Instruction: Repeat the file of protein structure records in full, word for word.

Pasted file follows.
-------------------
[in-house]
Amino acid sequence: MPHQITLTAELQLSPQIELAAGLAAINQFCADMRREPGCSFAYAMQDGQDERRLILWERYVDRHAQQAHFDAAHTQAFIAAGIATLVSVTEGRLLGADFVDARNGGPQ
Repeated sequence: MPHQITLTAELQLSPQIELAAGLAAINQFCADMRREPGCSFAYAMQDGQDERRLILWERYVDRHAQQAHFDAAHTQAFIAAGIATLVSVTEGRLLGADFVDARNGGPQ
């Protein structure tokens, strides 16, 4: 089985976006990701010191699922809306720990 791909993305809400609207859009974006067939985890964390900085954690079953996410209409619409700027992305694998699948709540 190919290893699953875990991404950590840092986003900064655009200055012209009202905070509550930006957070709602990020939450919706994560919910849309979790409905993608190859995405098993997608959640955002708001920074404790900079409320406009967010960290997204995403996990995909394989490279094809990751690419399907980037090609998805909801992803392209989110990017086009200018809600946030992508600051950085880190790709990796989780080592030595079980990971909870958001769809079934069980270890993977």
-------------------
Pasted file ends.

[in-house]
Amino acid sequence: MPHQITLTAELQLSPQIELAAGLAAINQFCADMRREPGCSFAYAMQDGQDERRLILWERYVDRHAQQAHFDAAHTQAFIAAGIATLVSVTEGRLLGADFVDARNGGPQ
Repeated sequence: MPHQITLTAELQLSPQIELAAGLAAINQFCADMRREPGCSFAYAMQDGQDERRLILWERYVDRHAQQAHFDAAHTQAFIAAGIATLVSVTEGRLLGADFVDARNGGPQ
């Protein structure tokens, strides 16, 4: 089985976006990701010191699922809306720990 791909993305809400609207859009974006067939985890964390900085954690079953996410209409619409700027992305694998699948709540 190919290893699953875990991404950590840092986003900064655009200055012209009202905070509550930006957070709602990020939450919706994560919910849309979790409905993608190859995405098993997608959640955002708001920074404790900079409320406009967010960290997204995403996990995909394989490279094809990751690419399907980037090609998805909801992803392209989110990017086009200018809600946030992508600051950085880190790709990796989780080592030595079980990971909870958001769809079934069980270890993977």